100187 Jeff Healey, Moncton, NB

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Sadly I only saw Jeff Healey live once, but man-o-man am I thankful for the memories I have of that night, some of which I present to you here:

It was way back before anyone had heard of Jeff Healey (myself included); certainly before he released his debut album, of that I am quite sure (evidence to follow).  Unfortunately I didn’t include the date of the show on the note that is in my ticket-binder.  As a matter of fact it is one of just a very few bar shows that I bothered to include in the binder (in this case it’s a tiny scrap of looseleaf that says simply: “Jeff Healey” and “Ziggy’s”), which I suppose indicates that I knew I had seen something quite special; special enough to be included in the ticket book, and on the same page as Rush, Nazareth, Triumph and others taboot.

Now, before I get to the show itself let me tell you I’ve done a lot of digging through the internet trying to figure out when this show happened and I tell you if the internet was all I had I’d have nothing.  As a matter of fact I can’t find a shred of online evidence that Jeff Healey toured out east at any time during the ’80’s.  What I do have is my binder.  The little uninformative Jeff Healey scrap of paper is in the middle of a page of tickets that are dated between August 19th, 1986 (Huey Lewis and the News) and February 1st, 1988 (FM featuring Nash the Slash).  Again, it’s in the middle of the page, so based on that I’m thinking the show probably happened in 1987.  As for a particular date (of course I have to peg it down to a particular date) I’m going with an off-night in the fall.  Any band driving out from Toronto is going to save the weekend plays for Halifax and who wants to tour in the dead of winter, right?  Plus I still have a few empty dates on my ticket calendar  – days when I’ve not attended any sort of event (there are thirty-eight remaining as of this writing*) – so I have selected (drumroll please…) October 1st, 1987 as the educated-guessed made up date for this show, which was a Thursday.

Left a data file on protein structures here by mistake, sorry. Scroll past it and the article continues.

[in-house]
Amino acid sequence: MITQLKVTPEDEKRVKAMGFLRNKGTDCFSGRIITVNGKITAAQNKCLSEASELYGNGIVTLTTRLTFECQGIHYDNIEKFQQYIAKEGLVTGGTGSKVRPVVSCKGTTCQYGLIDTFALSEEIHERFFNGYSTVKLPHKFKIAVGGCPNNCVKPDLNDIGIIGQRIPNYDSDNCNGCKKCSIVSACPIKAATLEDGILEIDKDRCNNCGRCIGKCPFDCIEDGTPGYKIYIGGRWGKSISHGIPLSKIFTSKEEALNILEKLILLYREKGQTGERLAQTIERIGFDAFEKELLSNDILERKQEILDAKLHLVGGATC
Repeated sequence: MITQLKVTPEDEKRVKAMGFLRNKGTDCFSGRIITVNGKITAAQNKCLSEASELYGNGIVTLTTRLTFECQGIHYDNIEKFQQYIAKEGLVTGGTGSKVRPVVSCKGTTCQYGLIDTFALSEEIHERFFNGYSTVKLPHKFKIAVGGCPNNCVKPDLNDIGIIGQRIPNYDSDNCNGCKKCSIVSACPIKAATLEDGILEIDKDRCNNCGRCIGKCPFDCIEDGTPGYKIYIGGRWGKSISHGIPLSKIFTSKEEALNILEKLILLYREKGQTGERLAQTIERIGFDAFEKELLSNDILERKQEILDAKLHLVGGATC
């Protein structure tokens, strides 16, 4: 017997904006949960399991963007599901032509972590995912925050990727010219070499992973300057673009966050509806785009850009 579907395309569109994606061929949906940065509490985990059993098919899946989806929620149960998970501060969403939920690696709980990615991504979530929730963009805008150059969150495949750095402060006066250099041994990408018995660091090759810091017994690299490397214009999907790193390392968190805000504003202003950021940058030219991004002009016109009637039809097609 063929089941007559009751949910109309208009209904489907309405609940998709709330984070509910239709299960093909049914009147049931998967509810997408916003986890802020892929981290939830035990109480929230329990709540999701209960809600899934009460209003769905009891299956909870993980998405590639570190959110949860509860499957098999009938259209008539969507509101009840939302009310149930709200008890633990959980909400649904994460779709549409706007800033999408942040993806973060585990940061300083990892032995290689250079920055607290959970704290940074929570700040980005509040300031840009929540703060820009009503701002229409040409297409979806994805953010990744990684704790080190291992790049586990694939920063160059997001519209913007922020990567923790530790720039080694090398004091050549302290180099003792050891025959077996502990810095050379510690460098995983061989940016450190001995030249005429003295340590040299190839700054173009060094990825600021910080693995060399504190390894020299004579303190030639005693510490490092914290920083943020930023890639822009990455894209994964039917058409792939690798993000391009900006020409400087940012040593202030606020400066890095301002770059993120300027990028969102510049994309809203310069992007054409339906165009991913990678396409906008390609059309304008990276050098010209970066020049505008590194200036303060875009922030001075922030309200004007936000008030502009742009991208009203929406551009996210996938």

And now, like they say: on with the show:

I had been standing outside of the bike shop across the street from school having a smoke like I did every day before the morning bell when someone mentioned that there was some blind blues guitar player playing down at Ziggy’s that night.  Moncton had a serious dearth of touring bar bands that were doing anything other than playing top-40 hits so I decided there and then that I was in.  Who cares if I had never heard of the guy?

Unfortunately whoever had told me about the show didn’t come with me; I went alone.  I was a “returning student” so even though I had barely started grade 11 at the time I was already legal drinking age, though none of my friends were (‘matter of fact I worked at a nightclub throughout grade 11 and 12).

Ziggy’s was a small-ish nightclub/dance bar on Moncton’s very drinky Main Street.  Nowadays it’s a breakfast place but back then it was a loud clubby meet-market that was just a rung or two classier than the Cosmo Club down the street (at least they ended every night by playing Bowie’s Ziggy Stardust over the PA).  It sure wasn’t a place to see live music.  This was one of just two times I saw (or even heard of) live music happening in the place (the other was The Spoons a year or more later).